This Thanksgiving I have a new kitty, Fish (named after his nasty fish breath), and I am thankful that I have the means to take care of and home a lost pet today.

 

A “Side Note”

After reading a friend’s blog about her struggle with cancer, I’ve decided I can get a little more “real” with my own blog and bring it down to the emotional level, instead of just staying analytical.

About ten years ago I was struck with what I call “Late Onset Schizophrenia.” I say what “I call this” is more about being educated by and about my own disease. I’ve carried all of the diagnostic labels in the group, including bi-polar with psychosis and schizoaffective because the word “schizophrenic” is so so widely misunderstood, misappropriated, and misused that even doctors don’t want to use the word now. The term “psychosis” is equally misunderstood and misused. Most people, it seems, associate the latter with getting really angry and being hostile and antagonistic. For most of us experiencing psychosis, it is usually about feeling terrorized, scared, and full of uncertainty and anxiety.

Anyway, I said I would stay away from the stump speeches and hit home instead.

I’ve had another break recently. There have been more than I can count now. This blog documents them all in some form or another. Sometimes I am so afraid of my psychotic reality I won’t write about it, but when I do write about what I am experiencing, I can really bring the experience to life. At least I think I can, reading months or years later. Those epic, in-your-face posts, however, are few and far between.

I’m scared and my mom told me the other day she is scared for me when she dies. Mom is dying of Stage-four Lung Cancer and I’ve been her primary support. I will be her only caregiver. Hearing this from my mom really shocked me, and I had to leave her place because I was so upset. I was upset because no one I know has yet to express any real concern for me and my life and how I am doing. Mom must keep her fears tightly capped because she has never told me as much before, even though we had been living together for a number of years until recently and she has really, now, seen the worst of it.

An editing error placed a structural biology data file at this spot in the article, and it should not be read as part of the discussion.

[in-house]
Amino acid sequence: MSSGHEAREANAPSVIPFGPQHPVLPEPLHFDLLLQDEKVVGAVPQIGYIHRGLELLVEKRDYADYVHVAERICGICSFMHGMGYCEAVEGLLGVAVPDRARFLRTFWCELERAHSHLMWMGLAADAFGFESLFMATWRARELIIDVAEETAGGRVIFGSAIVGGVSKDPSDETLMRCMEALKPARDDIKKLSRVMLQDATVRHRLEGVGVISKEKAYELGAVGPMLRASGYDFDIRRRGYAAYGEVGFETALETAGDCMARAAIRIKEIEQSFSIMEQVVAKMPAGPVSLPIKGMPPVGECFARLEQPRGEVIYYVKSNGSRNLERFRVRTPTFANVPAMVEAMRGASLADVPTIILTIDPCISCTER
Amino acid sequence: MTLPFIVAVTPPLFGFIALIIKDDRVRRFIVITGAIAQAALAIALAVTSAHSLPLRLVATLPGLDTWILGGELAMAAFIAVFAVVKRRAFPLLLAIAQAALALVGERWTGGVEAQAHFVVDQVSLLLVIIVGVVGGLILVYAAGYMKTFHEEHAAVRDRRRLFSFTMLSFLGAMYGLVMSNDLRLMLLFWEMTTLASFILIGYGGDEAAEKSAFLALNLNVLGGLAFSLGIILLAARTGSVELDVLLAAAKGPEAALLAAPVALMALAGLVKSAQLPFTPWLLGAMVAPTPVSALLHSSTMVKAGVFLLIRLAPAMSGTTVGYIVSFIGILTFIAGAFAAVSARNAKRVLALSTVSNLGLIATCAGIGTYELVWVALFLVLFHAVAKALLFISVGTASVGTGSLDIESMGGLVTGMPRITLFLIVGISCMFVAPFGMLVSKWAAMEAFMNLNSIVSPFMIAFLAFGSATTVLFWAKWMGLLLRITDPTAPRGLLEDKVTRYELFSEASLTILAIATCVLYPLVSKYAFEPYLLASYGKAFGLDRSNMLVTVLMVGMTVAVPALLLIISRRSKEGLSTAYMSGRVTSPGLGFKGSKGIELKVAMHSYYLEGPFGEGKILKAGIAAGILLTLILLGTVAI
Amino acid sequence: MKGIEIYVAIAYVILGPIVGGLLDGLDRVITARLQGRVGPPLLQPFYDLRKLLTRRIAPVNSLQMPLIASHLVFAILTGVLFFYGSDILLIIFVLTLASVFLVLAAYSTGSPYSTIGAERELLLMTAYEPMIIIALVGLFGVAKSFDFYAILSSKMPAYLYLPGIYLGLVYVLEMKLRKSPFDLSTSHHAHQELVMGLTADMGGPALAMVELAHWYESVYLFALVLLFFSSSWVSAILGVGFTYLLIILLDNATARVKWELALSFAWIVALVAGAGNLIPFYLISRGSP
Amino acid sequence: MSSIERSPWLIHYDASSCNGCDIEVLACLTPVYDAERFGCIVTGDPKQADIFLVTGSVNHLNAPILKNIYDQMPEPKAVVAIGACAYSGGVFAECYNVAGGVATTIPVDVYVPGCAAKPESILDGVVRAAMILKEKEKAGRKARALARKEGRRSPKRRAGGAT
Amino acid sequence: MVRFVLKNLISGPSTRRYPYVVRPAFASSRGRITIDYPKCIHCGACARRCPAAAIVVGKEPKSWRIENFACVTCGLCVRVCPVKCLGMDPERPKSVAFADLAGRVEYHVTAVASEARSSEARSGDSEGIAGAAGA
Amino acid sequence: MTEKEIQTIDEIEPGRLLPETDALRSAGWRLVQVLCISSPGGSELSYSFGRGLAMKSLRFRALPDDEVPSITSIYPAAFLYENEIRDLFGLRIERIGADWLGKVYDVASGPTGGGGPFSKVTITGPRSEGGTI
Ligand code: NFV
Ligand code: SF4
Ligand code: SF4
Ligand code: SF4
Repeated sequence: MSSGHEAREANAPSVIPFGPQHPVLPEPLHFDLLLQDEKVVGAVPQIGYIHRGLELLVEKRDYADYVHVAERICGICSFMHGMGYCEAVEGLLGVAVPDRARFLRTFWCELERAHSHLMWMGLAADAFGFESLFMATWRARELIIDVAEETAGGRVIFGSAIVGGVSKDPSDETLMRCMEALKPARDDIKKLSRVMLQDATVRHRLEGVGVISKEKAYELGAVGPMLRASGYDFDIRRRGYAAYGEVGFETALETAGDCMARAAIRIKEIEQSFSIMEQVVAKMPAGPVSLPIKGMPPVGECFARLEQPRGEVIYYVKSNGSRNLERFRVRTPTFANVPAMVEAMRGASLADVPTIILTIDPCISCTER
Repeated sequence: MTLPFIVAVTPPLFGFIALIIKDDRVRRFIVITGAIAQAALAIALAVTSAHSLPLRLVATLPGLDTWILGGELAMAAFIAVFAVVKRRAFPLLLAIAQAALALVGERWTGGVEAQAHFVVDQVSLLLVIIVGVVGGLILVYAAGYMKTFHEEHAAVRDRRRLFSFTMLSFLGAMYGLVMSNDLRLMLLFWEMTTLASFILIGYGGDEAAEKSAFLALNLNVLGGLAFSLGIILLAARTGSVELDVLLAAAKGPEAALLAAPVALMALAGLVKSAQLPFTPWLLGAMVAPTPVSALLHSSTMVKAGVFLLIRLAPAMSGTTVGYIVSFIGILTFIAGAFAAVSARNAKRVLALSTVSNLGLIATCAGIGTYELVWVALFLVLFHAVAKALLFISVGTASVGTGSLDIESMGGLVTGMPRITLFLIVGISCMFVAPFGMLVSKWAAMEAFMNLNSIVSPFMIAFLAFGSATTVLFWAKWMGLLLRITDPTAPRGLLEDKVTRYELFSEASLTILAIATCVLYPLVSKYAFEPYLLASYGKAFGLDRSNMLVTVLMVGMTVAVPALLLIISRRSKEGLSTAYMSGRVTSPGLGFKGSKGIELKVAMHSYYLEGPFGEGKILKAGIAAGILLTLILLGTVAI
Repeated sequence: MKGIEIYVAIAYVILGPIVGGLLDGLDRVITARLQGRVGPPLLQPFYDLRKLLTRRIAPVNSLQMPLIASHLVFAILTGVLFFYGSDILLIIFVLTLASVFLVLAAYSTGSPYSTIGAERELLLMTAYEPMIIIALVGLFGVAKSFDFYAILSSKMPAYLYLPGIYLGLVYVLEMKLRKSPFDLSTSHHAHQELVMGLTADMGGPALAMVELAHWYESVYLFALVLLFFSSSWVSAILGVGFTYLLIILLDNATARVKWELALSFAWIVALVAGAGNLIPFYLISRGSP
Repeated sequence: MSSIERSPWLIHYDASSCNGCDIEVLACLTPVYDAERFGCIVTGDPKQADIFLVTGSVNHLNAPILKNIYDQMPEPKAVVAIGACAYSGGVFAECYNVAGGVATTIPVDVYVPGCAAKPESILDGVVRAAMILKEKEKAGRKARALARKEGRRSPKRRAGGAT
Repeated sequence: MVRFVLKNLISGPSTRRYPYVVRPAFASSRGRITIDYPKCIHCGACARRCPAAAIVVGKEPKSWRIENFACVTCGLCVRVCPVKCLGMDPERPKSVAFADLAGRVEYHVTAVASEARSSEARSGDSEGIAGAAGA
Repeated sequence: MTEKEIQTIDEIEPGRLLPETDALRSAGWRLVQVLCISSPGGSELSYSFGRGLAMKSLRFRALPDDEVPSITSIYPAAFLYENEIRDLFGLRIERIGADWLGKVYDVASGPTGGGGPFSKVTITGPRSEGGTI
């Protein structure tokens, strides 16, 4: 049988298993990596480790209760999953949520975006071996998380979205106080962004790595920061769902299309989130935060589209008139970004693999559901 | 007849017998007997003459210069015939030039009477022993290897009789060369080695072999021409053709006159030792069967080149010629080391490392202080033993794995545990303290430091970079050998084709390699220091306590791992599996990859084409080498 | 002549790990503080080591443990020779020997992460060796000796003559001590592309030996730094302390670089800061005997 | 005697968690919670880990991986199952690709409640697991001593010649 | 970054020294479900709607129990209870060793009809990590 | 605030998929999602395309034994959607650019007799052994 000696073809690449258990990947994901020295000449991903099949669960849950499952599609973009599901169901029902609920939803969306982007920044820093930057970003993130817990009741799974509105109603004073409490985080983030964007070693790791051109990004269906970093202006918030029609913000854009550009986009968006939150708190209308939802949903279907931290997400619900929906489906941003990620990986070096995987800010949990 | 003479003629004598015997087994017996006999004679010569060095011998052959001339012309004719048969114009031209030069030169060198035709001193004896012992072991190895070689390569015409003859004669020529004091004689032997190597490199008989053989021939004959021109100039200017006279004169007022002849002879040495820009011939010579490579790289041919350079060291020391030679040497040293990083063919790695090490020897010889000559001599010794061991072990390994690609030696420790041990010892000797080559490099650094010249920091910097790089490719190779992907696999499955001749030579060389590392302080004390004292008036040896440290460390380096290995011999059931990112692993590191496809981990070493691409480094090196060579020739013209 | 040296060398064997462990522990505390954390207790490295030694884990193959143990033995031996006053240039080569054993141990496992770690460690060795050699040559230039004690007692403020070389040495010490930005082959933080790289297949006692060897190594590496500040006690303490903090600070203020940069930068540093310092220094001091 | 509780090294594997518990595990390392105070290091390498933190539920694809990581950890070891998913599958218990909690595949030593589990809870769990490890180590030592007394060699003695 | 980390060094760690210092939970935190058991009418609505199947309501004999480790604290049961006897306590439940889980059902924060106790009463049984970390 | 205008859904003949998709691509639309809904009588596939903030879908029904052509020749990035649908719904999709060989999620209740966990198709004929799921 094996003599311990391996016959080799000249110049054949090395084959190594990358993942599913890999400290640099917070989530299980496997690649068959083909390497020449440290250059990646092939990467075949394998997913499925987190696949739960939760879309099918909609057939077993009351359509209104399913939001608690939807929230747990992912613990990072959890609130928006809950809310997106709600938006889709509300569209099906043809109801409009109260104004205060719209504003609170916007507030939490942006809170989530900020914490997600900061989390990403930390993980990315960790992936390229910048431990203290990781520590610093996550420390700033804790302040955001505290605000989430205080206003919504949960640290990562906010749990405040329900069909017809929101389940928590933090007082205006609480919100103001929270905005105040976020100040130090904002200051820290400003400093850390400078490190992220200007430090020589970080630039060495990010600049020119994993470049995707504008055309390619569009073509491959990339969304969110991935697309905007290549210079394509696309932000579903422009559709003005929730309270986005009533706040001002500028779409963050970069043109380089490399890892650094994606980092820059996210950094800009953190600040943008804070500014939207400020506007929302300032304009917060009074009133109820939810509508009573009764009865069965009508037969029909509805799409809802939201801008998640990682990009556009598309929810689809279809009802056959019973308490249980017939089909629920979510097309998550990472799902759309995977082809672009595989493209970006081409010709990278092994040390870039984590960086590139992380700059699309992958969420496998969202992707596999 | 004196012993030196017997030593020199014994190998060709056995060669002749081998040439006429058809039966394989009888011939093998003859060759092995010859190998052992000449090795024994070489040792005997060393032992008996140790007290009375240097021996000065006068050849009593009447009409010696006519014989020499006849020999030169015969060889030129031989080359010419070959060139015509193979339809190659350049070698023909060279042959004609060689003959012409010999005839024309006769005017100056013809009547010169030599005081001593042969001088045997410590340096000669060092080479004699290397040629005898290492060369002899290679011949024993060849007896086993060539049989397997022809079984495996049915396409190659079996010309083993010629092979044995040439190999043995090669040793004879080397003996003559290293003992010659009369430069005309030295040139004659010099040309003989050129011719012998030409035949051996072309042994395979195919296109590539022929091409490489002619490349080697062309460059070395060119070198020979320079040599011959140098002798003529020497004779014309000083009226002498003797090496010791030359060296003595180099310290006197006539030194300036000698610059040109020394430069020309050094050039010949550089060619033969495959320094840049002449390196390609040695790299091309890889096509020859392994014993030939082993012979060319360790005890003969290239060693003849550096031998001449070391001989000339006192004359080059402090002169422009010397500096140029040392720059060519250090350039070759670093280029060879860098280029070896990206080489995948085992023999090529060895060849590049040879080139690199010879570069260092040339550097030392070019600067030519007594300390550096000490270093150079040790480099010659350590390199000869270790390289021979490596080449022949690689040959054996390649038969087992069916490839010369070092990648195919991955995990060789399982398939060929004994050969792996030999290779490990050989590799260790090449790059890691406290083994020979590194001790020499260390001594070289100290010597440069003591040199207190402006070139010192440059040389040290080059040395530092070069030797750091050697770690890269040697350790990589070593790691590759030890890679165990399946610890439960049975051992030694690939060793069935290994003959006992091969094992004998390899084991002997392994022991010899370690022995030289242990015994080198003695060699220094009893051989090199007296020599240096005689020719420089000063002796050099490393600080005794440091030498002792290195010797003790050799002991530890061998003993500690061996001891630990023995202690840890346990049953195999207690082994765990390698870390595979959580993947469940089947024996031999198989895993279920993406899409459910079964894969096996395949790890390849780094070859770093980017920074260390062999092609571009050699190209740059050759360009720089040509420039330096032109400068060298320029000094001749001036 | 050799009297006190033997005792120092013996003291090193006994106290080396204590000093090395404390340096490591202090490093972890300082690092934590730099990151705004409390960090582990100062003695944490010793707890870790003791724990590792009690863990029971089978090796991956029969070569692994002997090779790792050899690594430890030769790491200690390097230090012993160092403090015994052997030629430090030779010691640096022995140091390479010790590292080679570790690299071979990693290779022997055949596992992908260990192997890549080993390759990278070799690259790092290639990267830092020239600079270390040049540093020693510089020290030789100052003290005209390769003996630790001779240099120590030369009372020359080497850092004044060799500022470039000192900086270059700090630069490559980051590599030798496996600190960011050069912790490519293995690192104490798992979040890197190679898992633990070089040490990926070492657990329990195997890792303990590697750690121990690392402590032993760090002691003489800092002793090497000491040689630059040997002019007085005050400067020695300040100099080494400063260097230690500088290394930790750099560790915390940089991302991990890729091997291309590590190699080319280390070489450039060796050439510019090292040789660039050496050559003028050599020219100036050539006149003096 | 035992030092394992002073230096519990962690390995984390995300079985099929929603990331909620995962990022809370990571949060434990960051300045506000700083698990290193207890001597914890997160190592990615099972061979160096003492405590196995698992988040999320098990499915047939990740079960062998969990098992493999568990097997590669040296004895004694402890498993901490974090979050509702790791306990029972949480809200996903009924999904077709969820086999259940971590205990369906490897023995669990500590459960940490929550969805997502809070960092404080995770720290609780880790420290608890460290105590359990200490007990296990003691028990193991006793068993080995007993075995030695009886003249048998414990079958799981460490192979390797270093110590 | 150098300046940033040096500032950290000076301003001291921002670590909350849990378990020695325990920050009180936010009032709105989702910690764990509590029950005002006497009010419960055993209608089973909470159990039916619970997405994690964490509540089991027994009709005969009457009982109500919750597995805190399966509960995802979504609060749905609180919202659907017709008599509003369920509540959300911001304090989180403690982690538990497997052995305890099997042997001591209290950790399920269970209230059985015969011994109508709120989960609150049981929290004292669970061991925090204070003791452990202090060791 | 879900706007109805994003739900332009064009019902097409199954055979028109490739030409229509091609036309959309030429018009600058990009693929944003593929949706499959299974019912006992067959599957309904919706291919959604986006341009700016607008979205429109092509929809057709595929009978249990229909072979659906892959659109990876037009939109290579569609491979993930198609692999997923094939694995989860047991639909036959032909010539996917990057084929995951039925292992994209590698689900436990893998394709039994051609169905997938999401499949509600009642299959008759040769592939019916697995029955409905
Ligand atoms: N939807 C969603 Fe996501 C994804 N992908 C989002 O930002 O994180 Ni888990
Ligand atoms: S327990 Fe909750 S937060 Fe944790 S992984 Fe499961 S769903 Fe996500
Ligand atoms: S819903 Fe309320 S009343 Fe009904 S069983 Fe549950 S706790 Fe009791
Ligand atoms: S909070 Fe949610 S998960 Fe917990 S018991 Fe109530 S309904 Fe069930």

I hate to show it myself, my fears. I don’t know where I will turn when my mom dies. She has been the only one to see me and support me and care for me. Although we’ve had our differences through the years, my mom has been my sole support in my illness. My brothers are present to some extent, but they aren’t around enough to really understand what I am like when I am sick, nor how to help me. And, really, there is no way to help me and this is exactly what doctors, nurses, and the sick already know. There is no cure, there is no panacea. There is hardly any research to that matter. They keep making new drugs, but they’re not much better than the old stuff. For the few who are really lucky, a shot of risperidol or some other drug may help, but for me, only time helps, and in the mean time, I sit and suffer through my symptoms — and it really is suffering. I hate psychosis so much.

But to the degree I hate psychosis, I also love my mom, so I am going to make a concerted effort to really be there for her, to show her who I am as an individual — something a parent may not see, something half my lovers have not seen, something I keep tightly regulated now. I only dole out my love now for, well, no one.

Maybe it is time for me to love again, and I’ll hedge my bets on mom being a good start.

 

 

 

 

The Holidays, 2017

Whelp, it is time to get on with the Holidays. This year finds me doing well. I thank my doctor, who has an amazing memory and a willingness to keep trying when in the face of  defeat. It is uncommon to have people to talk good about their psychiatrists; I can say I have encountered at least one doctor who was subpar (he was months away from retirement and — seriously — would never even look at while I was in his office). Anyway, my doctor is leaving the practice, so I get to meet a new doctor come January.